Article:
Pending Options Expensing Affects CEO Comp Practices

October 20, 2004 ( - As should be expected with the Financial Accounting Standards Board (FASB) about to implement stock option expensing rules, long-term compensation incentives are down for 2004.

A study by on compensation reveals that not only are chief financial officers feeling the effects of the pending regulation; employees across the board are receiving fewer stock options. Overall compensation and bonuses are up from previous years, but stock option awards for all groups have fallen, the study asserts.

The trend away from stock option compensation awards can be seen most clearly when looking at the higher levels of the corporate ladder. Of the 20 best-paid CFOs, 25% made the list without exercising any options.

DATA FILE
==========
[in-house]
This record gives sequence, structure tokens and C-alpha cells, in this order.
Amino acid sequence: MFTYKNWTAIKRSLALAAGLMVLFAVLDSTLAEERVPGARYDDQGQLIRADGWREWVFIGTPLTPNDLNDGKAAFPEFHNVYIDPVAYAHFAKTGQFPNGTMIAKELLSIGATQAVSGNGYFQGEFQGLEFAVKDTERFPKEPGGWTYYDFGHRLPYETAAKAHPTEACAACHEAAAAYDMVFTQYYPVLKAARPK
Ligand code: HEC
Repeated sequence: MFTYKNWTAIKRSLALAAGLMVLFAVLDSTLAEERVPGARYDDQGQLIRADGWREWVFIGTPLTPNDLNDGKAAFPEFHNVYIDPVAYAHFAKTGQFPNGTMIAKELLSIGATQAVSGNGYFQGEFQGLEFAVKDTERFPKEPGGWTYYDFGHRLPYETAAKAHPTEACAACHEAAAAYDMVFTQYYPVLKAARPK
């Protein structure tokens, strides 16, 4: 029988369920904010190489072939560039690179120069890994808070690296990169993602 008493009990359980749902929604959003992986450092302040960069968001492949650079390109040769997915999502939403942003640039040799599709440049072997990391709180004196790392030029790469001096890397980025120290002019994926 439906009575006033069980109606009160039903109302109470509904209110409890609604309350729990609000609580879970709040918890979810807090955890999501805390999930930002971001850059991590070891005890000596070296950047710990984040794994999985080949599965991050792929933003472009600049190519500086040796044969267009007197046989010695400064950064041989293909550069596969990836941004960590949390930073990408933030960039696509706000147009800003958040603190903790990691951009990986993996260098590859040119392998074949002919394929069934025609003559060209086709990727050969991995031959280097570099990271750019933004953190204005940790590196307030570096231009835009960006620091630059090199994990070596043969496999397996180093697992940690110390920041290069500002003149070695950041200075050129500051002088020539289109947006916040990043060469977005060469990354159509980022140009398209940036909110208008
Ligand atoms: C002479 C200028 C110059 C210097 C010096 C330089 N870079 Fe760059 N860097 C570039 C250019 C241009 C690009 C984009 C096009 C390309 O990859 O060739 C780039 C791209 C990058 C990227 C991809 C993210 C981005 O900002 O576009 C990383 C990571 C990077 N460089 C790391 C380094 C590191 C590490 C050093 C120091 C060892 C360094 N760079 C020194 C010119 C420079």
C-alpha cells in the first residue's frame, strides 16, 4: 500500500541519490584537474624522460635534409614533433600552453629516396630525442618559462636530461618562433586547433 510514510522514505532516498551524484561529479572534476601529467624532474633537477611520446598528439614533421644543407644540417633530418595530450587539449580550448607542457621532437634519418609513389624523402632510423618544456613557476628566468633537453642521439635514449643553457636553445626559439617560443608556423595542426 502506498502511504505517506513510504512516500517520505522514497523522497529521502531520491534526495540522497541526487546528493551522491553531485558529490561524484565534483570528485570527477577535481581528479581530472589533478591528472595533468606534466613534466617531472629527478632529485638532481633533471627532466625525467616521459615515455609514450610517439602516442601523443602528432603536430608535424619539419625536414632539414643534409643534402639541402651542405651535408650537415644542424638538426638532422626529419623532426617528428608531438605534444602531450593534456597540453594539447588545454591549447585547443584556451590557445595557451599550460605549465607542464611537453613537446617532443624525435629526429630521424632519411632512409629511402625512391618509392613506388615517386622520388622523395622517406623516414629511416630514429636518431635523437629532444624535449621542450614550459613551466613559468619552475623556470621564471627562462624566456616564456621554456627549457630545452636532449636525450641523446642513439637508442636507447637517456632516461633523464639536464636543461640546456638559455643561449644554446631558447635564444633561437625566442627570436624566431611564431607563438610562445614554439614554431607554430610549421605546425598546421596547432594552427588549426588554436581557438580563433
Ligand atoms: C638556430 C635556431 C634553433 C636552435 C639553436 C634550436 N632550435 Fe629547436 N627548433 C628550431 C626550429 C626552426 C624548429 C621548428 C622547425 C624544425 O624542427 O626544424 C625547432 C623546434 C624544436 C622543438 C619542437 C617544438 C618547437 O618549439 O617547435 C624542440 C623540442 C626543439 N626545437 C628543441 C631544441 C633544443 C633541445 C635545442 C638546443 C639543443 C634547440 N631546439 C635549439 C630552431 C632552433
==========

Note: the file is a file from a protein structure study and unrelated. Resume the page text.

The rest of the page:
A switch to other forms of compensation, such as restricted stock, can be seen clearly in this group as well. Of the top 20, nine received what calls ‘substantial’ restricted stock awards. The top restricted stock receiver was John Hancock’s Thomas Molony, who garnered more than $5 million in such awards.

The survey also shows what calls ‘slight’ increases in long-term incentive awards for other higher-level finance executives such as audit executives and risk management officers. The study attributes this to increasing responsibilities following the Sarbanes-Oxley Act.

“Long-term incentive values have dropped in every study we’ve done,” says Diane Doubleday, a principal at Mercer Human Resource Consulting, which conducted the latest edition of CFO’s biennial compensation survey.

The 2004CFO compensation surveyis based on data from Mercer Human Resource Consulting’s 2004 Finance, Accounting & Legal Compensation Survey. Due to a methodological change, the CFO survey cannot be compared to past results.